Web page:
Rights-Based Approach and Equity Re-Focus of UNICEF. By Dr. Festo P. Kavishe , Deputy Regional Director UNICEF EAPRO, Bangkok Presented at the UNICEF Meeting on Socio Economic Policies for Child Rights with Equity, Royal Orchid Sheraton & Towers, Bangkok, Thailand, 13 June 2011.
Download Policy: Content on the Website is provided to you AS IS for your information and personal use and may not be sold / licensed / shared on other websites without getting consent from its author.While downloading, if for some reason you are not able to download a presentation, the publisher may have deleted the file from their server.
By Dr. Festo P. Kavishe,
Deputy Regional Director UNICEF EAPRO, Bangkok
Presented at the UNICEF Meeting on Socio Economic Policies for Child Rights with Equity,
Royal Orchid Sheraton & Towers, Bangkok, Thailand, 13 June 2011
3. Some Concluding Reflections
Defn: Application of an equity-focused approach in the realization of child rights
Scope: All children have an opportunity to survive, develop and reach full potential without discrimination, bias or favoritism. . Focus is on the most marginalized children.
Inequities arise when certain population groups are unfairly or unjustly deprived of basic resources that are available to other groups.
Equity is distinct from equality. Equality requires all to have same resources, while equity requires all to have same opportunity to access same resources.
Concept of equity is universal with social justice as overriding theme
Equity, Inequity and Equality (ref. Equity begins with children by Jan Vandermoortele, forthcoming chapter in book on Child Poverty by Policy Press 2011)
Mathematically Speaking, an Equity-based approach is a sub-set of a Rights-based approach, emphasizing Refocus of the RBA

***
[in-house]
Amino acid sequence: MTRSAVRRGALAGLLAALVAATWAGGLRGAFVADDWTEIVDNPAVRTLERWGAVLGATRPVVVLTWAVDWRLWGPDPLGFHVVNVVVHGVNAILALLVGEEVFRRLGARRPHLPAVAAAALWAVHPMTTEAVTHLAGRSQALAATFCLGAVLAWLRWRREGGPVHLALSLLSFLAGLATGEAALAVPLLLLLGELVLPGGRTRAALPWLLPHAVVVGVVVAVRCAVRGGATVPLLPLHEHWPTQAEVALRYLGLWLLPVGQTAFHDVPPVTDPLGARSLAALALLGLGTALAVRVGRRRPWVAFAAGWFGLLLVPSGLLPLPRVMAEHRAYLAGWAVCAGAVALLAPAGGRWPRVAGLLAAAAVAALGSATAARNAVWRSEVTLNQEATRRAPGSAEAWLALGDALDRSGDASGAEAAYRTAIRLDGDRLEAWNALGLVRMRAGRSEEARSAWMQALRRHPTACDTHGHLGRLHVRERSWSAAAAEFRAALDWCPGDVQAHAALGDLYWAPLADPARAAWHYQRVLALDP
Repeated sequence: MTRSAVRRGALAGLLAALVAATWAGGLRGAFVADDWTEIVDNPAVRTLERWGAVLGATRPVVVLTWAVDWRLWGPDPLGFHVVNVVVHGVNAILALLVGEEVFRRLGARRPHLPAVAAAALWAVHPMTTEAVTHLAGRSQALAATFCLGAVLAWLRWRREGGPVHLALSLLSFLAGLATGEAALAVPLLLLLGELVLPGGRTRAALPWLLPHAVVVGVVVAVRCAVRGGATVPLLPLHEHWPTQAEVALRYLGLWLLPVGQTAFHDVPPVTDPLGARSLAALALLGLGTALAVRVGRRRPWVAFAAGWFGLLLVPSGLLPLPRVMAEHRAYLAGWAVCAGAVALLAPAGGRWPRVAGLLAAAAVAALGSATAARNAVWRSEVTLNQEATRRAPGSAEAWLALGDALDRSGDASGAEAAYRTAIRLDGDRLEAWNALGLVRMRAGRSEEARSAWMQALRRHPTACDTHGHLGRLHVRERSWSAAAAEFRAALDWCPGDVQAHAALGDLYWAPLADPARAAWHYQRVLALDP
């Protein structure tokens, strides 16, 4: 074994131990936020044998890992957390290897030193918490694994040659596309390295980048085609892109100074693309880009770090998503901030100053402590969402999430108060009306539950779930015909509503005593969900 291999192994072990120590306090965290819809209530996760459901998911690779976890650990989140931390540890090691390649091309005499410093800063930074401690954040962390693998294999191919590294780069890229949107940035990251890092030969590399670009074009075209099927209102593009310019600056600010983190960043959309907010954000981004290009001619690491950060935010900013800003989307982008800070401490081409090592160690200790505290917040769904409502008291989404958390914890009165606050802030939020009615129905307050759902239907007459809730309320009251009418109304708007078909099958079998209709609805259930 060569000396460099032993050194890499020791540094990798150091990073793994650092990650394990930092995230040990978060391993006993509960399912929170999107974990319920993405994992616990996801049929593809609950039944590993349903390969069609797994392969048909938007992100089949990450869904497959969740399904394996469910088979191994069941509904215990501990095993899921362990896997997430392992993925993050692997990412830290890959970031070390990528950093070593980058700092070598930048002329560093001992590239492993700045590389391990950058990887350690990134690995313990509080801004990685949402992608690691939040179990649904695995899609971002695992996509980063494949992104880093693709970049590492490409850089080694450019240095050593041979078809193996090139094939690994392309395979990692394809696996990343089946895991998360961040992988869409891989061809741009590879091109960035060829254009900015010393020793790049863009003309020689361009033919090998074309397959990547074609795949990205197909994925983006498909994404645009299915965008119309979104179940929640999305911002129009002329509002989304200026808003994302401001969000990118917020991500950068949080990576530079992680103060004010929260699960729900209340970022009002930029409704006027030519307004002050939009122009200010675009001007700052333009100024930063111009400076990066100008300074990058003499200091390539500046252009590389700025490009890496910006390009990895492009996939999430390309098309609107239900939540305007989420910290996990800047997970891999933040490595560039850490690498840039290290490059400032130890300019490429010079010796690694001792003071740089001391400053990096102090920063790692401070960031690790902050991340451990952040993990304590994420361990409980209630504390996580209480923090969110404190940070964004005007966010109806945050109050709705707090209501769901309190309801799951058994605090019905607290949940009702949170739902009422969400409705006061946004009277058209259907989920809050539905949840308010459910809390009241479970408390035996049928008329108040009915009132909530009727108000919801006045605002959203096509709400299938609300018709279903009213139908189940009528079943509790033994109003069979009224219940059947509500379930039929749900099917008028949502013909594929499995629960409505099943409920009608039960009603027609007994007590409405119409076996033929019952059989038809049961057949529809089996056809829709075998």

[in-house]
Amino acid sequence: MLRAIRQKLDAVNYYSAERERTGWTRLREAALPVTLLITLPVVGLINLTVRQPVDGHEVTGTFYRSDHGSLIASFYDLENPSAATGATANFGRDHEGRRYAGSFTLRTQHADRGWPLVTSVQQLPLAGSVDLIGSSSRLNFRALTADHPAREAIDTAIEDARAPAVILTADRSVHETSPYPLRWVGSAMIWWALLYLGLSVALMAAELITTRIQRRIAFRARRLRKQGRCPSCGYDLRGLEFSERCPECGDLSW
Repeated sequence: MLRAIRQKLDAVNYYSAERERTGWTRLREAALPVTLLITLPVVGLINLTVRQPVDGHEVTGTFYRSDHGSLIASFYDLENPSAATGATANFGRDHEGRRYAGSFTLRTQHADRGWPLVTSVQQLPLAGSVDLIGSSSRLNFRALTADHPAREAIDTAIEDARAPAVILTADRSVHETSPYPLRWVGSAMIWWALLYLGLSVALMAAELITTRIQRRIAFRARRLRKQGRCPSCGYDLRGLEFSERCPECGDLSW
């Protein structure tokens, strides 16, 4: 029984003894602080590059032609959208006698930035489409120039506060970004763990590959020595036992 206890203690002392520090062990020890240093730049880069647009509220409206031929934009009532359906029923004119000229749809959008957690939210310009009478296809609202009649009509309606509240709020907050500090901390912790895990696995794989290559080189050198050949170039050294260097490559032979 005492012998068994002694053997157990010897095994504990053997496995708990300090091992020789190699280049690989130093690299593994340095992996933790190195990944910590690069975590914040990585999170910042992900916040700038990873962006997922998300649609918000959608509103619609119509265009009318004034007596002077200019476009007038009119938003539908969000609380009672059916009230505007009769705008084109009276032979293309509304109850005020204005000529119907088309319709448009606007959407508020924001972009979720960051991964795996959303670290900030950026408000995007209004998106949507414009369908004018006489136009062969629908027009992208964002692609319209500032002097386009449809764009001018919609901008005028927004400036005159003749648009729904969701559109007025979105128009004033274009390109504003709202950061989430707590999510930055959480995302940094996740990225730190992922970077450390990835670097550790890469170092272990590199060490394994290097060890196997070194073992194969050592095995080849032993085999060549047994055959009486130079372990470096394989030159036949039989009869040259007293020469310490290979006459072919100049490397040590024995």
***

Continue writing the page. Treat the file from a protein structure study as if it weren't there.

RIGHTS-BASED APPROACH (The Set)
EQUITY APPROACH (sub-set)
Economic, Social, Cultural & Political context
rights and equity based programmes, policies, legislation etc
technology, learning by doing
Right in Principle
Right in Practice
High potential for accelerating progress towards meeting the MDGs at both national and sub-national levels.
Cost-effective and has high returns on investment towards MDGs, in terms of lives saved per resource spent.
Major challenge: is to scale up the practice, monitor progress and evaluate results with adequate feedback for widening the triple A processes.
Although the EAP region boasts of some of the fastest and historical economic growth rates globally; has been successful in fending of the financial, economic, fuel and food crises and made tremendous progress in the achievement of the MDGs, disparities persist and in many cases have widened.
In Asia Pacific, inequality is increasing and the biggest number of the poor are paradoxically in MIC where progress has been the greatest!
Ratio of richest 20% to poorest 20%
<< Smaller Disparities - - Bigger Disparities>>
Source: World Bank, 2010
Gender (MDG3) as third driver: Gender disparities apparent when children start joining labour market and in political representation
Disparities in secondary education – in order of importance:- 1. by Wealth (purple) 2. by Province (green) 3. Urban/rural (red) 4. Gender (blue)
MDG 6: Disparities in Knowledge of Mother-to-Child HIV Transmission During Pregnancy,
% of Women aged 15-49
access to improved sanitation disparities (%)
Goal is to eliminate unfair and avoidable circumstances that deprive certain groups (children) of their rights.
Strategy: seeks to understand and address root /basic causes of inequity to ensure equal opportunity to access resources and services for survival, growth and development (e.g. education, health, WASH, protection).
Methodology: similar to the RBA
Policy Options for different types of disparities (Adapted from Mahesh Patel, Nov 2011
Equity Focused Programming and SRA monitoring model
HR &Equity based Program: Good outcome, good process
Where our programs should be!!
process are here
No program should